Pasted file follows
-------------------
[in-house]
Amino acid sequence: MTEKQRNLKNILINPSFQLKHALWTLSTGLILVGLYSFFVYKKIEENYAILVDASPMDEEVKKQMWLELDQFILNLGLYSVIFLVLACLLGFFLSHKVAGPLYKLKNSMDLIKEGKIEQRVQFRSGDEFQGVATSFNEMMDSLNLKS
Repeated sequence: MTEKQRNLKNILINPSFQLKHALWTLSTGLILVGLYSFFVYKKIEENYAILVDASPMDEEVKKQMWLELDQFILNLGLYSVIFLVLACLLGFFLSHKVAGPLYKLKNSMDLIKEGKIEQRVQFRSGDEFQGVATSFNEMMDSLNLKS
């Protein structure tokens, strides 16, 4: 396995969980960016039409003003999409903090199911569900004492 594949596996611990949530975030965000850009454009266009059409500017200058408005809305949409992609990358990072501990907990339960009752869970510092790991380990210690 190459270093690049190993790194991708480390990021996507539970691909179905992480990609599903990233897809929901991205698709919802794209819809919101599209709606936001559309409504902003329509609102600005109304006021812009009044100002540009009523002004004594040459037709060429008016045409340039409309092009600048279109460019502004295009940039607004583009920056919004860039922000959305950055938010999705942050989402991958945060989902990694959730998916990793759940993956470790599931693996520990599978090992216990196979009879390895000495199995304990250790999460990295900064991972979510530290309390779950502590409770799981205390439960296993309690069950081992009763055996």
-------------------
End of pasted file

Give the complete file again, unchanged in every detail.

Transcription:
[in-house]
Amino acid sequence: MTEKQRNLKNILINPSFQLKHALWTLSTGLILVGLYSFFVYKKIEENYAILVDASPMDEEVKKQMWLELDQFILNLGLYSVIFLVLACLLGFFLSHKVAGPLYKLKNSMDLIKEGKIEQRVQFRSGDEFQGVATSFNEMMDSLNLKS
Repeated sequence: MTEKQRNLKNILINPSFQLKHALWTLSTGLILVGLYSFFVYKKIEENYAILVDASPMDEEVKKQMWLELDQFILNLGLYSVIFLVLACLLGFFLSHKVAGPLYKLKNSMDLIKEGKIEQRVQFRSGDEFQGVATSFNEMMDSLNLKS
């Protein structure tokens, strides 16, 4: 396995969980960016039409003003999409903090199911569900004492 594949596996611990949530975030965000850009454009266009059409500017200058408005809305949409992609990358990072501990907990339960009752869970510092790991380990210690 190459270093690049190993790194991708480390990021996507539970691909179905992480990609599903990233897809929901991205698709919802794209819809919101599209709606936001559309409504902003329509609102600005109304006021812009009044100002540009009523002004004594040459037709060429008016045409340039409309092009600048279109460019502004295009940039607004583009920056919004860039922000959305950055938010999705942050989402991958945060989902990694959730998916990793759940993956470790599931693996520990599978090992216990196979009879390895000495199995304990250790999460990295900064991972979510530290309390779950502590409770799981205390439960296993309690069950081992009763055996």